Love story spanning decades between aristocratic man and spaceship captain. There only meet four times. A pretty good bittersweet romantic story. ***½
A Quiet Little Town in Northern Minnesota • shortstory by K. C. Ball
A computer program has become self-aware. He slowly spreads his influence beyond the research base where he was created and reads and spies what humans are doing. He gets some influence from the writings of Lenin among others... A nice, well written story from the viewpoint of a program who at least intends to be benign. ****-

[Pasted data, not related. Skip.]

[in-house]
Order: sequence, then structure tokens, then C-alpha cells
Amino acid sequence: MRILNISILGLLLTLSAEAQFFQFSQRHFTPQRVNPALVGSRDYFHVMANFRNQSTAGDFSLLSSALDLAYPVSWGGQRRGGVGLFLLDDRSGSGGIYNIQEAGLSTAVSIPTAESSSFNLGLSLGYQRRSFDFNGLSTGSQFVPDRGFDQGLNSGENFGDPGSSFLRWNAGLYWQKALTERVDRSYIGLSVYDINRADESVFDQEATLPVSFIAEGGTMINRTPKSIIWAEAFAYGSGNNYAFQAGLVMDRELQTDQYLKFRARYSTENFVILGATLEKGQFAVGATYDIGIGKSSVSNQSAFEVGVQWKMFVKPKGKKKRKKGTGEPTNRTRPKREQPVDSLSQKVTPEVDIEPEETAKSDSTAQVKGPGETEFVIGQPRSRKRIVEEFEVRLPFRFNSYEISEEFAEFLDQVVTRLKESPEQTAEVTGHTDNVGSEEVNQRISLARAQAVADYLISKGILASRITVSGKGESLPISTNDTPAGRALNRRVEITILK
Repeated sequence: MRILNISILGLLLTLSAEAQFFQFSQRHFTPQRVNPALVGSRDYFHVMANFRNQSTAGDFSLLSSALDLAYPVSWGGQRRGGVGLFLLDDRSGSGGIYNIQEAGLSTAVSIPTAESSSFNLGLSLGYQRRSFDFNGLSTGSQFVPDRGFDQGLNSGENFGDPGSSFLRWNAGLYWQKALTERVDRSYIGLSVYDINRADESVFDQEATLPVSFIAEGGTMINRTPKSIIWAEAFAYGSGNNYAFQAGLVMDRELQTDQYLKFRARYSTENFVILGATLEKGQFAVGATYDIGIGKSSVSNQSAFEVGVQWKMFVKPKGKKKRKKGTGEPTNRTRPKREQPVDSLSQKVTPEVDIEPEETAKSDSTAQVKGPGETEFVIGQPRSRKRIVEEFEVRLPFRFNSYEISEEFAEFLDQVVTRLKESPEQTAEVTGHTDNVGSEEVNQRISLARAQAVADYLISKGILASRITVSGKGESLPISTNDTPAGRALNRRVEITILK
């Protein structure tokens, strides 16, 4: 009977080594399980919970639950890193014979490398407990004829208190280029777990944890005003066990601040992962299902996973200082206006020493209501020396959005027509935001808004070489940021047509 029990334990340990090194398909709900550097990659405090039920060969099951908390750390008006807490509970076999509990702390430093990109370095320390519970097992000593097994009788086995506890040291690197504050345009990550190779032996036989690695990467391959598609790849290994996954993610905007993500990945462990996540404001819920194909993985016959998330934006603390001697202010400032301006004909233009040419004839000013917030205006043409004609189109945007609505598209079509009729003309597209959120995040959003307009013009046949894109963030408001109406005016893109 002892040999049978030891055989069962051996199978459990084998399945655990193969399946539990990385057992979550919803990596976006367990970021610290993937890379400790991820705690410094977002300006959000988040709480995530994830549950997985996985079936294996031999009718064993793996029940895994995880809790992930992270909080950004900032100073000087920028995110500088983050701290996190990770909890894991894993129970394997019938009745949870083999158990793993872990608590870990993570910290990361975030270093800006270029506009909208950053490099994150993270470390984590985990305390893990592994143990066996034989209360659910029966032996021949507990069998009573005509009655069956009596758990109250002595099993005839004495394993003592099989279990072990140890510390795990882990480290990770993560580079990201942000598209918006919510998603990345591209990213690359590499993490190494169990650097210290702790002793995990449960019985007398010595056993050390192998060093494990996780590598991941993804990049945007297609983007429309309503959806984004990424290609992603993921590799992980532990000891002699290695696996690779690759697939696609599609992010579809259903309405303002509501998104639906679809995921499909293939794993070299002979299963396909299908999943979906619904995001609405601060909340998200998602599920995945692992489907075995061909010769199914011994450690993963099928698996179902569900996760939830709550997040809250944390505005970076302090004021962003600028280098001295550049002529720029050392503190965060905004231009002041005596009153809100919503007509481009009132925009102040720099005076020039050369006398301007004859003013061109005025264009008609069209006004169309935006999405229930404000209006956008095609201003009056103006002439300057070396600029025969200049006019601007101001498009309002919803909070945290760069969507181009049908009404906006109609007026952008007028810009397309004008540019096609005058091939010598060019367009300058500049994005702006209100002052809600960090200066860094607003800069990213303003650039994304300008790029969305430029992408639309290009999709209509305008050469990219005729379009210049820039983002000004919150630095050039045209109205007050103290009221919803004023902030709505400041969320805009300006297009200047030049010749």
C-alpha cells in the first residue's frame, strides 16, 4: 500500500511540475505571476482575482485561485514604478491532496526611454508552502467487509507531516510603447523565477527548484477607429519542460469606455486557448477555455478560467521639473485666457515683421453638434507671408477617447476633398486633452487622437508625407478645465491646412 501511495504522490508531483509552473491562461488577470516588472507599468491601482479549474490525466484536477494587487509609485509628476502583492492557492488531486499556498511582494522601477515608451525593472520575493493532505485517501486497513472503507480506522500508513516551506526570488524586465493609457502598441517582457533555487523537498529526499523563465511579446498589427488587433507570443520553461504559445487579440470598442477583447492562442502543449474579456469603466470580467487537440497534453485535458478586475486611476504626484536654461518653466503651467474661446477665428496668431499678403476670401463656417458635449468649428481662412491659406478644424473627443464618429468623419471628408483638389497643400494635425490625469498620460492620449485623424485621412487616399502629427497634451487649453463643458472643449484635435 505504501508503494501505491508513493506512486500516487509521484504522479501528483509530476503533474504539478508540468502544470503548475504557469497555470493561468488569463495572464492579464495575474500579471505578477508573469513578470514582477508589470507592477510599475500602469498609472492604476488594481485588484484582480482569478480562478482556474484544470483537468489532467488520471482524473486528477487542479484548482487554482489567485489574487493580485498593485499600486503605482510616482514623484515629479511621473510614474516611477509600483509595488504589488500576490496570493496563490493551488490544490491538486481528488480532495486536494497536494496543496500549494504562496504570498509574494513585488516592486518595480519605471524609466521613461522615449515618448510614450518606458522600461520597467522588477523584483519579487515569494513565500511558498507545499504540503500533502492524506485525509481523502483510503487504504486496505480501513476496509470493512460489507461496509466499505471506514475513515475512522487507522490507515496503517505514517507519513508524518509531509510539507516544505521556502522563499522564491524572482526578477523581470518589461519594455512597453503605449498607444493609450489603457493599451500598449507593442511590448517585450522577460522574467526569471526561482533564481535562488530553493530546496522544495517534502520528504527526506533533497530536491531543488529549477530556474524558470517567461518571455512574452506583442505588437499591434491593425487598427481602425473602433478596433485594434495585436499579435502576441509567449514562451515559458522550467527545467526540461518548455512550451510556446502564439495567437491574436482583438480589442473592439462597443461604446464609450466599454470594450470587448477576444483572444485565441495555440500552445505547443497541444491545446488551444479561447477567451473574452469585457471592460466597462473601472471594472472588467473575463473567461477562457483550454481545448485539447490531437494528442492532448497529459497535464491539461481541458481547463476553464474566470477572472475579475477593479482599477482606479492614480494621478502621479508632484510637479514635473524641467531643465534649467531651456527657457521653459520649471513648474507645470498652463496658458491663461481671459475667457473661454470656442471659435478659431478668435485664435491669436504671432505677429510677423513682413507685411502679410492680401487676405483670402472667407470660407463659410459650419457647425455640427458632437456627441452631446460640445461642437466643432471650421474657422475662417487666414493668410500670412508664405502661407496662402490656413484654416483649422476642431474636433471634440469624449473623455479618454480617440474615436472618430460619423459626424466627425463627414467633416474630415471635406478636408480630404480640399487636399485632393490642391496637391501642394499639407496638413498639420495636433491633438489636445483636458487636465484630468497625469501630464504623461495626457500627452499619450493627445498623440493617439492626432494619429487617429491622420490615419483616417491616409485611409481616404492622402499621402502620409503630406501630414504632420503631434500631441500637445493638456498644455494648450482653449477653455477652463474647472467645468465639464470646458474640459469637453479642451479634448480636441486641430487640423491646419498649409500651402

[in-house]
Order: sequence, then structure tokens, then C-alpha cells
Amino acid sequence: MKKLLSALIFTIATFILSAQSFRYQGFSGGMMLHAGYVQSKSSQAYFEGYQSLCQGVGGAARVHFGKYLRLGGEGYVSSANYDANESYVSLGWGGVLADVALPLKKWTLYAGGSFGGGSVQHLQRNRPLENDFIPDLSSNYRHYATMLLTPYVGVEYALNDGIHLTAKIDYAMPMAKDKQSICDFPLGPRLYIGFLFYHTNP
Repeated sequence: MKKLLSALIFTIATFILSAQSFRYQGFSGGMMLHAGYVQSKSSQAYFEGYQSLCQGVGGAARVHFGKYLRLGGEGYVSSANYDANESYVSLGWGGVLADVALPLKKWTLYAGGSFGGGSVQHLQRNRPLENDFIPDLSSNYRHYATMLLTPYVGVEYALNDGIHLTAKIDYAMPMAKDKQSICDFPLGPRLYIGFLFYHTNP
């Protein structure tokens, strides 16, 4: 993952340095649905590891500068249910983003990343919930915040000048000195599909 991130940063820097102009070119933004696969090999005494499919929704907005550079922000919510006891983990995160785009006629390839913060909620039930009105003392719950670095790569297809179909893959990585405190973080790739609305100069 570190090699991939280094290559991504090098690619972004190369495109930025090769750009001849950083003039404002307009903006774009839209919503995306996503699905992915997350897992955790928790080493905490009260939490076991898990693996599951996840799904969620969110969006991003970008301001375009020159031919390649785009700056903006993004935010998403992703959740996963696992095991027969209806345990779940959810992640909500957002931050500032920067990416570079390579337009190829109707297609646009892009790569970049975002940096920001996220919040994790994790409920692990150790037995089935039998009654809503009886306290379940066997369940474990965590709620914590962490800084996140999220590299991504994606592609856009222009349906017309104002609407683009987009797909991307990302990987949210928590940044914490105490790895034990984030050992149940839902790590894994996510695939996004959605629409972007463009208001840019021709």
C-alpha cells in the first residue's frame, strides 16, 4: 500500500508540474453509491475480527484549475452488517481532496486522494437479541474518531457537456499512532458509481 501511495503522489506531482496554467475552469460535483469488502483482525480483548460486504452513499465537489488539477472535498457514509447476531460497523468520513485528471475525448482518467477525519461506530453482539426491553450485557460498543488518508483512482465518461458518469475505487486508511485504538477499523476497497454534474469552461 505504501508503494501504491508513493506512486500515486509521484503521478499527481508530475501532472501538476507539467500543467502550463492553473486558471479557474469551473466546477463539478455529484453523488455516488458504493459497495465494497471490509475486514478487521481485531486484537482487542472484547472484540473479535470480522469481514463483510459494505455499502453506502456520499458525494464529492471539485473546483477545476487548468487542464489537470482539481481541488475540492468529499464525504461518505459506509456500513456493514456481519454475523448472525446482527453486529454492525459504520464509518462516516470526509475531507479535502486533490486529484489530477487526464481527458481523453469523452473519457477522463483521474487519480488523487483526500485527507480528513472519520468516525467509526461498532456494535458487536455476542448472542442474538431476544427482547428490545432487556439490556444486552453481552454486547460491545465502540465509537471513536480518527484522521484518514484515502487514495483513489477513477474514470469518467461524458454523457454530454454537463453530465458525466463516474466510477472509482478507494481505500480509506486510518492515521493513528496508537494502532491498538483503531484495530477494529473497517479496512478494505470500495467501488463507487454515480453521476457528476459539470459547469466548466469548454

Crep d'Etoile • shortstory by Bud Sparhawk
Story about space ship kitchen where reconstituted and recycled food is printed with a food printer and a self-assertive chef creates fine dining dishes. There are a few problems, and a lot of talk. Apparently the author wasn't very versed with the cooking terms as there were a couple of misunderstandings and wrong use of terms. A fairly confused story which didn't tackle my funny bone at all. **½

Sunday, May 19, 2013

Dark Secret by Edward M. Lerner

A novel which was published as a serial in four issues of the Analog magazine. There are spoilers in the review!